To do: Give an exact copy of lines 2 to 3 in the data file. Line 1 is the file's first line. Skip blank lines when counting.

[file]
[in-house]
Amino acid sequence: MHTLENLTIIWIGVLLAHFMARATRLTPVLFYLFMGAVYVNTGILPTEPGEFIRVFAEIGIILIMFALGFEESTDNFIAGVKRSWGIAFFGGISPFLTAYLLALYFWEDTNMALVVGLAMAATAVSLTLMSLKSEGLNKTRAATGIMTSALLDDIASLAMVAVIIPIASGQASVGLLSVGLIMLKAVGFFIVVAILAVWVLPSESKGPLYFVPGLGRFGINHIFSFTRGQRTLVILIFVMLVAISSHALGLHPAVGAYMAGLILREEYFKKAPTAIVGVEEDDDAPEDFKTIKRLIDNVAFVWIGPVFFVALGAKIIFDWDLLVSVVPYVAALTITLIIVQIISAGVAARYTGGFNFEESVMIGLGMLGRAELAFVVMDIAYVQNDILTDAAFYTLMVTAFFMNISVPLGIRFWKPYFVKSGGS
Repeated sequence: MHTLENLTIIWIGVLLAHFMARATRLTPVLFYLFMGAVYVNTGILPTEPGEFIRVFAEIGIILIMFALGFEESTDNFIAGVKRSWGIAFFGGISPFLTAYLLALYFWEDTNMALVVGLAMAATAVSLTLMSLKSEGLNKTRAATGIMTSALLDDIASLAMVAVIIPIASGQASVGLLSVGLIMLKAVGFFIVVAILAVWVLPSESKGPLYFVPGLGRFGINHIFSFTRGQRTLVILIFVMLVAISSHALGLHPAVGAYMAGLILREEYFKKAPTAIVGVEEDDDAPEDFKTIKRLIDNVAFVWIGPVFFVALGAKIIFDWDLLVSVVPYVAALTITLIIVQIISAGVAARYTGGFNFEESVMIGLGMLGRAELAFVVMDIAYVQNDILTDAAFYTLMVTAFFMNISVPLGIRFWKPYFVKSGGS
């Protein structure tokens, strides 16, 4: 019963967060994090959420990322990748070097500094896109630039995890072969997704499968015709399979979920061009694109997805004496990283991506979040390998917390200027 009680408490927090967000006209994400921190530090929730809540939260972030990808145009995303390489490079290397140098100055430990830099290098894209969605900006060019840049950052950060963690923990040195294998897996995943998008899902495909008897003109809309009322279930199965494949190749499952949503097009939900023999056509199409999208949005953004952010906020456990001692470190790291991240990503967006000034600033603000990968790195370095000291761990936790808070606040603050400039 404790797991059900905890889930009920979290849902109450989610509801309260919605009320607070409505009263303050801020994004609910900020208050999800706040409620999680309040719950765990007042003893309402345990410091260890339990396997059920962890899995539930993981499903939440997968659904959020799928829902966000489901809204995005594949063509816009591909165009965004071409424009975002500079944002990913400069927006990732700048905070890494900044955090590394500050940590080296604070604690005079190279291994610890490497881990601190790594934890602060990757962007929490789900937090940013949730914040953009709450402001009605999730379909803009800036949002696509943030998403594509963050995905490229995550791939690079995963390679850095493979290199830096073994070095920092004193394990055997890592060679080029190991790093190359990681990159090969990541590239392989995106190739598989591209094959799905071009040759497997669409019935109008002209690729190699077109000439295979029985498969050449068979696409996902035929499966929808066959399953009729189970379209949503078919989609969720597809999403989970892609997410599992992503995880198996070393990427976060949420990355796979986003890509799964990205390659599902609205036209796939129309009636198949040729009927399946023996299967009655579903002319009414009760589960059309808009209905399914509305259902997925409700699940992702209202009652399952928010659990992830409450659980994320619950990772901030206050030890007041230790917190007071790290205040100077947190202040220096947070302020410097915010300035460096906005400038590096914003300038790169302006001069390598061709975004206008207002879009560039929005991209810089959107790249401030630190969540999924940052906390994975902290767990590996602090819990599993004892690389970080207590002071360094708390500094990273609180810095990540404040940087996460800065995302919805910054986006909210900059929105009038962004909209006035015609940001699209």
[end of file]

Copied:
Amino acid sequence: MHTLENLTIIWIGVLLAHFMARATRLTPVLFYLFMGAVYVNTGILPTEPGEFIRVFAEIGIILIMFALGFEESTDNFIAGVKRSWGIAFFGGISPFLTAYLLALYFWEDTNMALVVGLAMAATAVSLTLMSLKSEGLNKTRAATGIMTSALLDDIASLAMVAVIIPIASGQASVGLLSVGLIMLKAVGFFIVVAILAVWVLPSESKGPLYFVPGLGRFGINHIFSFTRGQRTLVILIFVMLVAISSHALGLHPAVGAYMAGLILREEYFKKAPTAIVGVEEDDDAPEDFKTIKRLIDNVAFVWIGPVFFVALGAKIIFDWDLLVSVVPYVAALTITLIIVQIISAGVAARYTGGFNFEESVMIGLGMLGRAELAFVVMDIAYVQNDILTDAAFYTLMVTAFFMNISVPLGIRFWKPYFVKSGGS
Repeated sequence: MHTLENLTIIWIGVLLAHFMARATRLTPVLFYLFMGAVYVNTGILPTEPGEFIRVFAEIGIILIMFALGFEESTDNFIAGVKRSWGIAFFGGISPFLTAYLLALYFWEDTNMALVVGLAMAATAVSLTLMSLKSEGLNKTRAATGIMTSALLDDIASLAMVAVIIPIASGQASVGLLSVGLIMLKAVGFFIVVAILAVWVLPSESKGPLYFVPGLGRFGINHIFSFTRGQRTLVILIFVMLVAISSHALGLHPAVGAYMAGLILREEYFKKAPTAIVGVEEDDDAPEDFKTIKRLIDNVAFVWIGPVFFVALGAKIIFDWDLLVSVVPYVAALTITLIIVQIISAGVAARYTGGFNFEESVMIGLGMLGRAELAFVVMDIAYVQNDILTDAAFYTLMVTAFFMNISVPLGIRFWKPYFVKSGGS